If only they could talk… A true icon of Africa and Tanzania, the baobab tree is certainly in no hurry. And why should it be – it has all the time in the world!
These bulbous woody giants can live to between two and three thousand years, though some are thought to be as old as four thousand. Scientists have measured their growth rate at only eight millimetres every ten years. As a Tanzanian would say: ‘Pole, Pole’ (‘Slowly, slowly’). No hurry at all! As you stand and marvel at one of these landmark trees, you can be sure that they have spent quite some time on the planet and seen a lot of history. If only they could talk, they would surely be interesting storytellers.
A true ‘Tree of Life’ – in many ways
Tanzanians respect the baobab as a ‘tree of life.’ Its roots are extremely strong, retaining a phenomenal amount of moisture. In the dry season, the trees are a draw for the wildlife. Even the mighty elephant will visit the tree and chew off the baobab bark, enjoying the moisture and the minerals within.
Despite those strong roots and sturdy appearance, most of the baobab is in fact hollow. Again, this is useful, as the ‘tree of life’ provides habitat for everything from bats to cats, from mongoose to bees and even snakes. In some ways, the giant tree is almost like an apartment block, full of diverse inhabitants. From the world of birds, owls, parrots and woodpeckers are amongst those who nest in the baobab’s upper reaches.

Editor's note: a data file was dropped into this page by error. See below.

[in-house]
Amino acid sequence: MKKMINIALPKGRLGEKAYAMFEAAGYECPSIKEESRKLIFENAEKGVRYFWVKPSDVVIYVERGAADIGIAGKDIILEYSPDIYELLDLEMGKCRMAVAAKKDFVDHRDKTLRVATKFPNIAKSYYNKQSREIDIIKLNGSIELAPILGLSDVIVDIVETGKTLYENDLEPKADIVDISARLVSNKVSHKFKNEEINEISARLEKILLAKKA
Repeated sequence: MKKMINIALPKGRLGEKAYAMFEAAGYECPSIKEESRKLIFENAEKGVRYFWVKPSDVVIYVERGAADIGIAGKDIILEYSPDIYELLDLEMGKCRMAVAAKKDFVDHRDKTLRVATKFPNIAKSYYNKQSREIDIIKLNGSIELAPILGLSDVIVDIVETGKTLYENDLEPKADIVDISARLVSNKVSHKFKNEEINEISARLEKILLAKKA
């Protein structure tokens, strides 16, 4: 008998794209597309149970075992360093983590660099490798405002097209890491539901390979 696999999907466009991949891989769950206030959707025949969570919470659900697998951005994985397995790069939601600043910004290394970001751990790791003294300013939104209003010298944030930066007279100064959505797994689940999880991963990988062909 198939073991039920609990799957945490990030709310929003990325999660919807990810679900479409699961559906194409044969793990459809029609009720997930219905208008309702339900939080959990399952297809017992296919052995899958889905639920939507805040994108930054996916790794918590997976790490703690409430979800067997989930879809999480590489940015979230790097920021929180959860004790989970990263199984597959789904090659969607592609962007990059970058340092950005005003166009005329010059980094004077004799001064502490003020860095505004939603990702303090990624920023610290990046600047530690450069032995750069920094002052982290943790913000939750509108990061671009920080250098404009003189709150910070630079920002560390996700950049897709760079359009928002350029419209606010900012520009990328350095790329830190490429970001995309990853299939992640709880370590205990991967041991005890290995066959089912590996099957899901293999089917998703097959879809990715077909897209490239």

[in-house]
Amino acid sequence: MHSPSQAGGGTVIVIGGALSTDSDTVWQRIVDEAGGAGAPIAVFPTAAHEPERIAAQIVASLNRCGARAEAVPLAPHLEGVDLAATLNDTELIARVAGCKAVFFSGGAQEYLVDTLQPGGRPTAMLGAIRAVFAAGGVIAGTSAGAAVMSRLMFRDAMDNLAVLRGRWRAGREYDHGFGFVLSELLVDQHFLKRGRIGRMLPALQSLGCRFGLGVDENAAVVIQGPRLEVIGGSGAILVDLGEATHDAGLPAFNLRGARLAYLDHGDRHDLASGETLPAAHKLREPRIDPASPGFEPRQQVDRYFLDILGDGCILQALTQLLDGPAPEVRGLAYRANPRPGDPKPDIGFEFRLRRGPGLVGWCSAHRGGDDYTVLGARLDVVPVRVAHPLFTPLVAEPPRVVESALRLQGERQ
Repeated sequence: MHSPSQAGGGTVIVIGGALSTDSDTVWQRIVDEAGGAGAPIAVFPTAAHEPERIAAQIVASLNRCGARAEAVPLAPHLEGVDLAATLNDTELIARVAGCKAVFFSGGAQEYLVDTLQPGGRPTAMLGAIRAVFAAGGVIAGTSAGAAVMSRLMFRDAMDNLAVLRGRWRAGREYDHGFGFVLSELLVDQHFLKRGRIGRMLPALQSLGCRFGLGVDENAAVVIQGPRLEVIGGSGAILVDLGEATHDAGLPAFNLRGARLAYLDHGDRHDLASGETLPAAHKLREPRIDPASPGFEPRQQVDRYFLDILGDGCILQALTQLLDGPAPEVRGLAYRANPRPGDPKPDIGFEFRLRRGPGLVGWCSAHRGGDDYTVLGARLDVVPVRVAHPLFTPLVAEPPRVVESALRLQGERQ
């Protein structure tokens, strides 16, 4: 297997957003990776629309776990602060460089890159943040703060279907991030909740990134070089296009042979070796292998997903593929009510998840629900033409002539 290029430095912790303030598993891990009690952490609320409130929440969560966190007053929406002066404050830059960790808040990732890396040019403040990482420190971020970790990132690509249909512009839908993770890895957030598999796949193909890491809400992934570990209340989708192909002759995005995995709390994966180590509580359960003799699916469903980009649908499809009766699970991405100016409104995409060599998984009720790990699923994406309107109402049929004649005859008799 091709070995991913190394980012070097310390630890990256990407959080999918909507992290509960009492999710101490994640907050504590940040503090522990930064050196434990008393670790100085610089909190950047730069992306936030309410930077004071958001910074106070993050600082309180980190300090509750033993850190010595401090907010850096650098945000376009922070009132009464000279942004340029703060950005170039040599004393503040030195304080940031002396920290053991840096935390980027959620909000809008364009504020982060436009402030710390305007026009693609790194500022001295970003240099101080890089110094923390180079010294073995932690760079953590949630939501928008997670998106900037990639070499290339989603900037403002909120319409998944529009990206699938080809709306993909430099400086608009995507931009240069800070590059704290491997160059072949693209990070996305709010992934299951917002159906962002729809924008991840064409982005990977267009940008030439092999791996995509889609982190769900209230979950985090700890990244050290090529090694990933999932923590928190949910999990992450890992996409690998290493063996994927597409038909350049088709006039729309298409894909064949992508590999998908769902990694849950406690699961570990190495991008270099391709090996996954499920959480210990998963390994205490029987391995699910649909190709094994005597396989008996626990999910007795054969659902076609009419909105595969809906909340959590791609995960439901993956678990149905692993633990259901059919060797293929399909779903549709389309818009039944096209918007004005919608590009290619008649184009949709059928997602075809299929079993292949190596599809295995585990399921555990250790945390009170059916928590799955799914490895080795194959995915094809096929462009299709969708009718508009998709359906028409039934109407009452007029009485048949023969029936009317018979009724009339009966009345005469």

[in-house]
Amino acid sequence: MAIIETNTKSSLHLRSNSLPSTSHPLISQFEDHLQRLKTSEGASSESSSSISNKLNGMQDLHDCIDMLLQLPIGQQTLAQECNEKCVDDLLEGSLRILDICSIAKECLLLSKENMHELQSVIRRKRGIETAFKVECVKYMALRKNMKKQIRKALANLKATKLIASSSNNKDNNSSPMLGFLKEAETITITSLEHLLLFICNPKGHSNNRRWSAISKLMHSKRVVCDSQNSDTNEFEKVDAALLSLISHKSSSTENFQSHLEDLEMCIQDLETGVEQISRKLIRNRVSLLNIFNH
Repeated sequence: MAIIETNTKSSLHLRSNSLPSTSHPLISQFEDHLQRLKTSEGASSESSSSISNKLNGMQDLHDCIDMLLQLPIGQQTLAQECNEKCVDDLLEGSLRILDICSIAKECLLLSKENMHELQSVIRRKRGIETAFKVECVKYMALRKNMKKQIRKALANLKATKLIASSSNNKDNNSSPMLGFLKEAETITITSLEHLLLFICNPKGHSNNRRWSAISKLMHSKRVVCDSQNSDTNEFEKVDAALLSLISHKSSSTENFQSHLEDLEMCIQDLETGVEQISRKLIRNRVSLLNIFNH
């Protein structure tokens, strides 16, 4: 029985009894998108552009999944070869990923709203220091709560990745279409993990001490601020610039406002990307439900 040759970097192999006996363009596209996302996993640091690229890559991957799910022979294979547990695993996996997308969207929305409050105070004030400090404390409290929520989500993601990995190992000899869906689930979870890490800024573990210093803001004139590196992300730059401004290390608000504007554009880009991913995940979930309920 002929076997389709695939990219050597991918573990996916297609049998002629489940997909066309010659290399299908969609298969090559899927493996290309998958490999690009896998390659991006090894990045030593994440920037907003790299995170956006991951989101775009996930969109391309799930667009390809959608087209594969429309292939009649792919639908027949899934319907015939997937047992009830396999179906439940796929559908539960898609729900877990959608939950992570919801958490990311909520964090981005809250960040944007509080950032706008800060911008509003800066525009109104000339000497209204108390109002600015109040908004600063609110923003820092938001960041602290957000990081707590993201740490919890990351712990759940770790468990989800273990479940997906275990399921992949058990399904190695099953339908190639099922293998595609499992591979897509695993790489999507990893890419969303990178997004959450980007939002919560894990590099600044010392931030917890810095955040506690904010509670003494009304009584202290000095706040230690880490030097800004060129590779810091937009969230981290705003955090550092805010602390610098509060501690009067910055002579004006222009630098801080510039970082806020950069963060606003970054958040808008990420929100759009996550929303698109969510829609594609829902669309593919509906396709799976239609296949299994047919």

Shop, chemist… and weather forecaster, too!
But as well as being an apartment block, the baobab is also something of a convenience store – and even a pharmacy!. Amazingly, cream of tartar comes from the flowers, while its fruit is a favourite with monkeys. Leaves are also crushed to be used as medicines and it even helps with meteorology The baobab gets its leaves when the rains are close, useful information for Tanzanian farmers. After the leaves, flowers and fruit follow.
Baobab are choosy as to where they live, growing only between sea level and 1100 metres, which is why – for example – you will not find them in Serengeti. Tarangire National Park is an excellent showcase for some superb samples of the tree, so make sure you take time to admire them there or elsewhere in Tanzania and ask your driver-guide to explain their unique characteristics to you.
At around 2,850 square kilometres, Tarangire is the sixth largest national park in Tanzania. The dry season sees thousands of animals in the park, as it offers a refuge when water is short elsewhere; it is also very rich in birdlife, with over 500 species recorded here. As well as being notable for its large herds of elephant (and of course, the baobab tree), Tarangire is known for the diversity of its landscapes, with grasslands, swamplands, riverine woodlands and rocky, hilltop vegetation attracting a great variety of animals. All these different environments combine to guarantee the visitor a memorable visit.
Getting You There?
Of course, the majestic baobab tree can be seen elsewhere in beautiful Tanzania, but is perhaps best seen in Tarangire National Park. Lying three hours’ drive west of Arusha, this magnificent, diverse park is incorporated into many of Easy Travel’s itineraries, or can easily be included in a custom-made safari. Just contact us and our exceptional customer service staff will help you organise a safari to meet your individual wishes and provide you with memories to last a lifetime.